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Frankenstein (1818 novel)
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Frankenstein; or, The Modern Prometheus is a horror novel by Mary Shelley. It was published in Londonin 1818. The novel was her contribution to a horror story competition among her friends, Percy Bysshe Shelley (her future husband), Lord Byron, and John Polidori, Percy's doctor.
Frankenstein is about a hideous monster created from dead body parts. The tale is often considered the first science fiction novel, and has had considerable impact on western culture. It has been adapted to stage plays and movies many times.
Story[edit | edit source]
The novel tells the story of Dr. Victor Frankenstein and a monster he creates from dead body parts. He brings the monster to life using the power of a tremendous electrical storm. The monster causes a number of unforeseen disasters and kills a number of people. The doctor creates but destroys a female monster intended as a mate for the original. The monster rages and flees to the Arctic on a dog sled pursued by the doctor. Doctor Frankenstein dies aboard a rescue ship, but the monster disappears into the Arctic seas on a raft, never to be seen again.
Background[edit | edit source]
Shelley began writing Frankenstein when she was 18 years old, and completed it at the age of 20. In 1814, before the novel was begun, she traveled through Europe. In Germany, she visited Castle Frankenstein near Darmstadt with her future husband Percy Bysshe Shelley. At one time in this castle, experiments were conducted on living humans. She later suppressed any mention of this visit in order to claim complete originality for her novel.
She may even have based the fictional Dr. Victor Frankenstein on Percy Shelley. His pen name was Victor and at one time he had conducted experiments with magnetism, gunpowder, and other substances in his rooms at Oxford University. These rooms were cluttered with all sorts of scientific equipments.
In Switzerland, occult practices were topics of conversation among her traveling companions. Mary, Percy Shelley, Lord Byron, and John Polidori, a doctor, agreed to compete among themselves in writing horror stories during a long rainy summer. Mary pondered over her story line until a dream of a scientist inspired her. The result was Frankenstein. The novel was published anonymously in London by a small publishing house in three volumes in 1818.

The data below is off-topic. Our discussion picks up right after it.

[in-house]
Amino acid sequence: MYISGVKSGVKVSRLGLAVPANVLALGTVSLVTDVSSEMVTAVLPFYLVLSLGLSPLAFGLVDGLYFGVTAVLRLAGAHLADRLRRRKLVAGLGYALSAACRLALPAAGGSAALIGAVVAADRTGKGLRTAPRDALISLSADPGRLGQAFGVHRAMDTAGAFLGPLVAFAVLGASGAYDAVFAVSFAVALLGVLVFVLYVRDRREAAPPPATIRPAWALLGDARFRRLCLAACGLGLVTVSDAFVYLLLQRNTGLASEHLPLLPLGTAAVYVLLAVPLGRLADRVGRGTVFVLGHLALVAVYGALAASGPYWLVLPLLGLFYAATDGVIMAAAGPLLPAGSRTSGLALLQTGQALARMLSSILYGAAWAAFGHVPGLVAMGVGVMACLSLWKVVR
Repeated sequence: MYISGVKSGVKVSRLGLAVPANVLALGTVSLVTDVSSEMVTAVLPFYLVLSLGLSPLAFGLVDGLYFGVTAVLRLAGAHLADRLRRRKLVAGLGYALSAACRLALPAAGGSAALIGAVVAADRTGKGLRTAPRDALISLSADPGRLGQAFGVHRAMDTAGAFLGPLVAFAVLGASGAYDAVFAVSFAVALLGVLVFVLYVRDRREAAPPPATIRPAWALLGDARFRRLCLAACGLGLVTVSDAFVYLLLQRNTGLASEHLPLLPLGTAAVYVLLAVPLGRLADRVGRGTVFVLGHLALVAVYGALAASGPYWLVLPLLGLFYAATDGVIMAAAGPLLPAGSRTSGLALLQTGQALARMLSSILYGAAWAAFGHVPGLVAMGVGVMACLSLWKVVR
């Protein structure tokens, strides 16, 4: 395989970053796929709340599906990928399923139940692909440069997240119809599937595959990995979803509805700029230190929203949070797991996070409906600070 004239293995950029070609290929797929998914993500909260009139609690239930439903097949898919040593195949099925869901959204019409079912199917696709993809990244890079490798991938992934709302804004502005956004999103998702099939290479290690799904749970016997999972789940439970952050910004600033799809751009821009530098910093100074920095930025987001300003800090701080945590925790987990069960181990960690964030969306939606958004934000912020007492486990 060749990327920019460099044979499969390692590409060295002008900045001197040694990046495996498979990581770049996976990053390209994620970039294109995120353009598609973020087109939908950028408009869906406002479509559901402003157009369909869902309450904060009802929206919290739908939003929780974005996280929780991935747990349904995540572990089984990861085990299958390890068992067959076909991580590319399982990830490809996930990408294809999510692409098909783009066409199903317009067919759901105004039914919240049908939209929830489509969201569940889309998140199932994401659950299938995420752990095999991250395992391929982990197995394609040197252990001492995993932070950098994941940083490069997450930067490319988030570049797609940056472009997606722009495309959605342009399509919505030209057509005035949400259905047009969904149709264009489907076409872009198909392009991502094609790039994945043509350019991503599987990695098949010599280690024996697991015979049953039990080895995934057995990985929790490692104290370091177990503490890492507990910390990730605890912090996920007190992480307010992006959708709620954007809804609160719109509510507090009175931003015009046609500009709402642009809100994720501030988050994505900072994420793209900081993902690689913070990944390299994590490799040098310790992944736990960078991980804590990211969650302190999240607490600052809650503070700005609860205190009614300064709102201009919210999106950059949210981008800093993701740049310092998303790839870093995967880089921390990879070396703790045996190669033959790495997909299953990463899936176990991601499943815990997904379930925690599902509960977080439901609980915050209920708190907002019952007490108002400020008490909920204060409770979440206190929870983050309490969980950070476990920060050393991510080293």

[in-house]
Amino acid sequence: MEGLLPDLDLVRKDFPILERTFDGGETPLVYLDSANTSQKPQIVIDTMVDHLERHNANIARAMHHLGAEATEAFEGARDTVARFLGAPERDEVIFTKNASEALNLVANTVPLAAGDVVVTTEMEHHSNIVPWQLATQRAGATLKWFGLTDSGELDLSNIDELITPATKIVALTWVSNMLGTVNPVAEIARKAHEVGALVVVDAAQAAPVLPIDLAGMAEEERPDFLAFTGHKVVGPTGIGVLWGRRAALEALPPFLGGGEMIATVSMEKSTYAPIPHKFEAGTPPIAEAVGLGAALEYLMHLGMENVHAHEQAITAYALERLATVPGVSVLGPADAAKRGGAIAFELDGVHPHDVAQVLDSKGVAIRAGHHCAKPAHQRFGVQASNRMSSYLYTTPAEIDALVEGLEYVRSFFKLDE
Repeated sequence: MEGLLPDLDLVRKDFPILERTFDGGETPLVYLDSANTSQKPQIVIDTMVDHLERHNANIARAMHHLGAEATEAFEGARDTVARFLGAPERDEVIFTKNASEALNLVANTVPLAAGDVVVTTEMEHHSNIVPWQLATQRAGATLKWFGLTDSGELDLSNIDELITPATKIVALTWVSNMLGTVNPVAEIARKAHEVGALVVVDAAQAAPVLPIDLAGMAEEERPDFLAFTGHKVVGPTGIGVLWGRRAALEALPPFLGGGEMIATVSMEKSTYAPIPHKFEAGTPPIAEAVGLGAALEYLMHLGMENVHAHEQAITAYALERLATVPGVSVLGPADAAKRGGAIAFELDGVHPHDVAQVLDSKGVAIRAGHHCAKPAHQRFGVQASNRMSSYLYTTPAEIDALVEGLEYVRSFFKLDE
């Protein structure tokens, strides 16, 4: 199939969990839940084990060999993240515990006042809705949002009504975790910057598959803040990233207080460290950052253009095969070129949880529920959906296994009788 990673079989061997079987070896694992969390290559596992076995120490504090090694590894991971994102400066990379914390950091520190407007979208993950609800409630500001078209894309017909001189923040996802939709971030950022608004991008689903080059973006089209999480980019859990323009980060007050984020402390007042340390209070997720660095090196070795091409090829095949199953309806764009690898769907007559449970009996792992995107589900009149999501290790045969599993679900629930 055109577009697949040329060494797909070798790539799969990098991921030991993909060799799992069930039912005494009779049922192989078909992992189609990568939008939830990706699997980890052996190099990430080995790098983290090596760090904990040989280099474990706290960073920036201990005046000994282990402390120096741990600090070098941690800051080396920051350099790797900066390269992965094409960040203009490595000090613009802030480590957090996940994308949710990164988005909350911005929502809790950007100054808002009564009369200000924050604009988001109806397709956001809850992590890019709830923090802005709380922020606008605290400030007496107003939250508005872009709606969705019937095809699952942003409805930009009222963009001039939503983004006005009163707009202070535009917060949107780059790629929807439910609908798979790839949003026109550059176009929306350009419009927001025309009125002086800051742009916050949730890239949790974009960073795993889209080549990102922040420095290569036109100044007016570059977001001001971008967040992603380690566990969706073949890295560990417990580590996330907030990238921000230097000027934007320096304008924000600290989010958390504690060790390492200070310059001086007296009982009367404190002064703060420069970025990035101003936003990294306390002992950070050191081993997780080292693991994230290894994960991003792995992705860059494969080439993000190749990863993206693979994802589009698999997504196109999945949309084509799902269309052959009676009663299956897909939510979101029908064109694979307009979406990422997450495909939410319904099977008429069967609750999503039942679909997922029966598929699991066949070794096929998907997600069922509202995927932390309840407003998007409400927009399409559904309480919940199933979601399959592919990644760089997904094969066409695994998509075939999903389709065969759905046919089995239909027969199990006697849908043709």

Adaptations[edit | edit source]
The story has been adapted to movies and other media several times. The first adaptation was Henry M. Milner's The Man and The Monster; or The Fate of Frankenstein. This drama was staged in London in 1826.
In 1910, the first Frankenstein movie was released by the Edison Studios. It was 16-minutes long, silent, black and white, and starred Augustus Phillips as the doctor, Mary Fuller as the doctor's betrothed, and Charles Stanton Ogle as the monster. In 1915, another silent movie was released called Life Without a Soul. This movie is lost, and not much is known about it.
In 1931, the first full-length movie was released called Frankenstein. This black and white "talkie" starred Boris Karloff as the monster, and Colin Clive as the doctor. It was directed by James Whale, who also directed the 1935 sequel, Bride of Frankenstein. Some of the original cast returned for the sequel with Elsa Lanchester joining them as the Bride.
In the following decades the monster and the theme of the novel were exploited in a cornucopia of B movies such as Frankenstein Meets the Wolf Man, House of Frankenstein, House of Dracula, and Abbott and Costello Meet Frankenstein. Hammer Films of England also released several horror pics between 1957 and 1974 based on the characters and themes. These pics include The Curse of Frankenstein, The Revenge of Frankenstein, and Frankenstein Must Be Destroyed. Horror movie notable, Christopher Lee, starred in many of them.
Pop artist Andy Warhol tried his hand at the tale in 1973 with the movie, Andy Warhol's Frankenstein. In 1994, Kenneth Branagh released Mary Shelley's Frankenstein, a distinguished movie starring Helena Bonham Carter, Tom Hulce, and Robert De Niro as the monster.
There have been countless adaptations and parodies over the years including the comedy movie, Young Frankenstein (1974) from Mel Brooks, and The Rocky Horror Picture Show (1975). Frankenstein is an enduring tale which continues to inspire movie-makers and other artists.
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